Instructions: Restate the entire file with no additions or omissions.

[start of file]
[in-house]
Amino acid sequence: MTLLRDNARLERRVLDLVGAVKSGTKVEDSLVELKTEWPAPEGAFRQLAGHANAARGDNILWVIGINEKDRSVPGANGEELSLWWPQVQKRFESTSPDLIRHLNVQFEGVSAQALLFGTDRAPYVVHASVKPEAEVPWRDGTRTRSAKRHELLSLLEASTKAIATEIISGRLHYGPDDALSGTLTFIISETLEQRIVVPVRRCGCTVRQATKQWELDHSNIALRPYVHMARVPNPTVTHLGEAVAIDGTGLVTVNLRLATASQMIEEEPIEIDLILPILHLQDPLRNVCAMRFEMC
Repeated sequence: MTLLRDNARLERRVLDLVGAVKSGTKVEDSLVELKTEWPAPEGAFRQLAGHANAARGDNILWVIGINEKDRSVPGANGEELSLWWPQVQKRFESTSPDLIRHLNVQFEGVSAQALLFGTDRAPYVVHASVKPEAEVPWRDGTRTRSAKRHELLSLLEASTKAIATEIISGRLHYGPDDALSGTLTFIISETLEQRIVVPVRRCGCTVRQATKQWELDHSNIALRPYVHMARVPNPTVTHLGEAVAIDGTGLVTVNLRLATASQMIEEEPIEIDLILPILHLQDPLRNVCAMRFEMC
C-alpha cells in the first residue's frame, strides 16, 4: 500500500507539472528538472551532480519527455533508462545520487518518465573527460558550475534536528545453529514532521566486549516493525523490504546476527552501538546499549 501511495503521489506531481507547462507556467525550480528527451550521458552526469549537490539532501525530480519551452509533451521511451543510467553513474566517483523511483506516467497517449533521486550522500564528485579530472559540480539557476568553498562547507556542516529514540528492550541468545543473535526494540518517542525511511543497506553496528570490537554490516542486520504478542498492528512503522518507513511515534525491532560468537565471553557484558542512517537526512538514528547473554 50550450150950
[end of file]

[in-house]
Amino acid sequence: MTLLRDNARLERRVLDLVGAVKSGTKVEDSLVELKTEWPAPEGAFRQLAGHANAARGDNILWVIGINEKDRSVPGANGEELSLWWPQVQKRFESTSPDLIRHLNVQFEGVSAQALLFGTDRAPYVVHASVKPEAEVPWRDGTRTRSAKRHELLSLLEASTKAIATEIISGRLHYGPDDALSGTLTFIISETLEQRIVVPVRRCGCTVRQATKQWELDHSNIALRPYVHMARVPNPTVTHLGEAVAIDGTGLVTVNLRLATASQMIEEEPIEIDLILPILHLQDPLRNVCAMRFEMC
Repeated sequence: MTLLRDNARLERRVLDLVGAVKSGTKVEDSLVELKTEWPAPEGAFRQLAGHANAARGDNILWVIGINEKDRSVPGANGEELSLWWPQVQKRFESTSPDLIRHLNVQFEGVSAQALLFGTDRAPYVVHASVKPEAEVPWRDGTRTRSAKRHELLSLLEASTKAIATEIISGRLHYGPDDALSGTLTFIISETLEQRIVVPVRRCGCTVRQATKQWELDHSNIALRPYVHMARVPNPTVTHLGEAVAIDGTGLVTVNLRLATASQMIEEEPIEIDLILPILHLQDPLRNVCAMRFEMC
C-alpha cells in the first residue's frame, strides 16, 4: 500500500507539472528538472551532480519527455533508462545520487518518465573527460558550475534536528545453529514532521566486549516493525523490504546476527552501538546499549 501511495503521489506531481507547462507556467525550480528527451550521458552526469549537490539532501525530480519551452509533451521511451543510467553513474566517483523511483506516467497517449533521486550522500564528485579530472559540480539557476568553498562547507556542516529514540528492550541468545543473535526494540518517542525511511543497506553496528570490537554490516542486520504478542498492528512503522518507513511515534525491532560468537565471553557484558542512517537526512538514528547473554 50550450150950